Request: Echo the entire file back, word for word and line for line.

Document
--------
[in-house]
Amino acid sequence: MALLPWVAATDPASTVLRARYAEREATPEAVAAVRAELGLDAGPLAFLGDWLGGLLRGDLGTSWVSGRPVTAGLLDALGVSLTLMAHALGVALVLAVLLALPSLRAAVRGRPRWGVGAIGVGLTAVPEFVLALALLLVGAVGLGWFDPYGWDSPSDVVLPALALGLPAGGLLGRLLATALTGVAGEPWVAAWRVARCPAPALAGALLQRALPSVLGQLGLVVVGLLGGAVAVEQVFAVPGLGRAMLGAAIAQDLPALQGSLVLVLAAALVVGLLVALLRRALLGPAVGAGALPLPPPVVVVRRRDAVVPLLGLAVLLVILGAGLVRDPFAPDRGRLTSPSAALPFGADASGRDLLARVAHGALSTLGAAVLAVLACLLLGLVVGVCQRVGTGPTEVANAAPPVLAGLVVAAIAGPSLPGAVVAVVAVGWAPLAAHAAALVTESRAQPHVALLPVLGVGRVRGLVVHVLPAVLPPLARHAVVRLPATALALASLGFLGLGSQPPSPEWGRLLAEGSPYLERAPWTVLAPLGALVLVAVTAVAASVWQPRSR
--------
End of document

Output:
[in-house]
Amino acid sequence: MALLPWVAATDPASTVLRARYAEREATPEAVAAVRAELGLDAGPLAFLGDWLGGLLRGDLGTSWVSGRPVTAGLLDALGVSLTLMAHALGVALVLAVLLALPSLRAAVRGRPRWGVGAIGVGLTAVPEFVLALALLLVGAVGLGWFDPYGWDSPSDVVLPALALGLPAGGLLGRLLATALTGVAGEPWVAAWRVARCPAPALAGALLQRALPSVLGQLGLVVVGLLGGAVAVEQVFAVPGLGRAMLGAAIAQDLPALQGSLVLVLAAALVVGLLVALLRRALLGPAVGAGALPLPPPVVVVRRRDAVVPLLGLAVLLVILGAGLVRDPFAPDRGRLTSPSAALPFGADASGRDLLARVAHGALSTLGAAVLAVLACLLLGLVVGVCQRVGTGPTEVANAAPPVLAGLVVAAIAGPSLPGAVVAVVAVGWAPLAAHAAALVTESRAQPHVALLPVLGVGRVRGLVVHVLPAVLPPLARHAVVRLPATALALASLGFLGLGSQPPSPEWGRLLAEGSPYLERAPWTVLAPLGALVLVAVTAVAASVWQPRSR